Sporometrics was founded in 1993 by James Scott, a graduate student in mycology at the University of Toronto under the supervision of Prof. David Malloch and Prof. Neil Straus. During Prof. Malloch’s absence on sabbatical in Belgium, James received several requests from commercial and government organizations to analyze fungal contaminants in environmental samples. Despite kind explanations that Prof. Malloch’s laboratory was an academic research group that did not carry out commercial projects, samples began to show up. To stem the growing stack of perishable and unsolicited samples, James dutifully examined the materials with his $250 monocular Leitz student microscope, sending reports along to the submitters accompanied by a plea not to send any more. But they didn’t listen, word spread, and the samples kept arriving. By the time Prof. Malloch returned from his sabbatical, despite all attempts to stop it, an enterprise had begun and an urgent conversation was in order. Where many academics would have taken a hard line, Prof. Malloch was refreshingly encouraging, and Sporometrics was born.
Sporometrics was incorporated in 1996 (principally as a means to comply with the financial terms of James’s NSERC doctoral scholarship). By this time, several other of Prof. Malloch’s mycology graduate students had been pulled into the fray, notably Brenda Koster and Simona Margaritescu. As James neared the completion of his PhD, Sporometrics was further joined by Michael Warnock and David Clark. Despite that Sporometrics was notionally a commercial enterprise, it also provided an otherwise unattainable platform to support James’s PhD research on fungi in house dust (notably Penicillium), and later Brenda Koster’s PhD research on the genus Stachybotrys.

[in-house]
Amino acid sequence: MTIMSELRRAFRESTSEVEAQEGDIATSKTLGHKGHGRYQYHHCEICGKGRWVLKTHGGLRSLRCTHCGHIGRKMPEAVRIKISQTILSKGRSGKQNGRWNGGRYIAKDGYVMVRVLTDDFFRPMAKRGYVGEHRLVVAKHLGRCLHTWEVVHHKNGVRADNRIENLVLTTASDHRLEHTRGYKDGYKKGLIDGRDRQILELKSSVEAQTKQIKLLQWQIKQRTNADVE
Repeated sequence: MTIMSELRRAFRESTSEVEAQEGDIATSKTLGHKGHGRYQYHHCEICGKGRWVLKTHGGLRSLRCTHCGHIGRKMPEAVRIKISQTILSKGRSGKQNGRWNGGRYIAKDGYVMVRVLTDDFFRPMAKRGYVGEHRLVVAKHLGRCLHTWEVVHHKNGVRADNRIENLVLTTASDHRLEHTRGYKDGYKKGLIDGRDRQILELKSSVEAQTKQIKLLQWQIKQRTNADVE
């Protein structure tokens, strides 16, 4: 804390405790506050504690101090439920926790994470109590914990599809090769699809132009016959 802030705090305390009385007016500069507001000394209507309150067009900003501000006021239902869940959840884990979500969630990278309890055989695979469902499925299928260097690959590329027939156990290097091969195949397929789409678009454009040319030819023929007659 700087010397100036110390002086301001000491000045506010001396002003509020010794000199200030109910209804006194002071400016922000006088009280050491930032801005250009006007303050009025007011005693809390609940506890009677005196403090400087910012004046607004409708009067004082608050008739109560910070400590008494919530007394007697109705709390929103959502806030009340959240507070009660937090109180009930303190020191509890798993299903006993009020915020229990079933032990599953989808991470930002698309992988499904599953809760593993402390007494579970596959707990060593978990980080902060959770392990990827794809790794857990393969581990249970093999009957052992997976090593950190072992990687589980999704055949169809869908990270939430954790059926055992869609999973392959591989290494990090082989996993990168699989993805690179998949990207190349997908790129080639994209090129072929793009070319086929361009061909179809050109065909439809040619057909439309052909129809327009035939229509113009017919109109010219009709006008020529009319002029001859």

By the time James defended his PhD in December 2000, Sporometrics had become established as a Canadian leader in commercial environmental mycology testing and analysis, listing several hundred clients across Canada and the US. Over the ensuing decade, Sporometrics has grown and diversified, having been joined by internationally renown mycologists such as Dr. Richard Summerbell, Dr. Juliet Ewaze, and Dr. Brett Green (currently a staff scientist at the National Institute for Occupational Safety and Health, US Centers for Disease Control and Prevention, Morgantown, WV).
Today Sporometrics is located in a 3,500 square foot, purpose-built state-of-the-art laboratory facility located in the historic factory district in downtown Toronto’s Liberty Village. The Sporometrics laboratory operates as a fully-compliant Biosafety Level 2 laboratory, outfitted with research-grade facilities for light and fluorescence microscopy, physiological and biochemical testing, long-term culture storage, and a dedicated molecular genetics laboratory to support cutting-edge DNA fingerprinting, DNA sequence-based identification and real-time PCR detection of bacteria, fungi and viruses.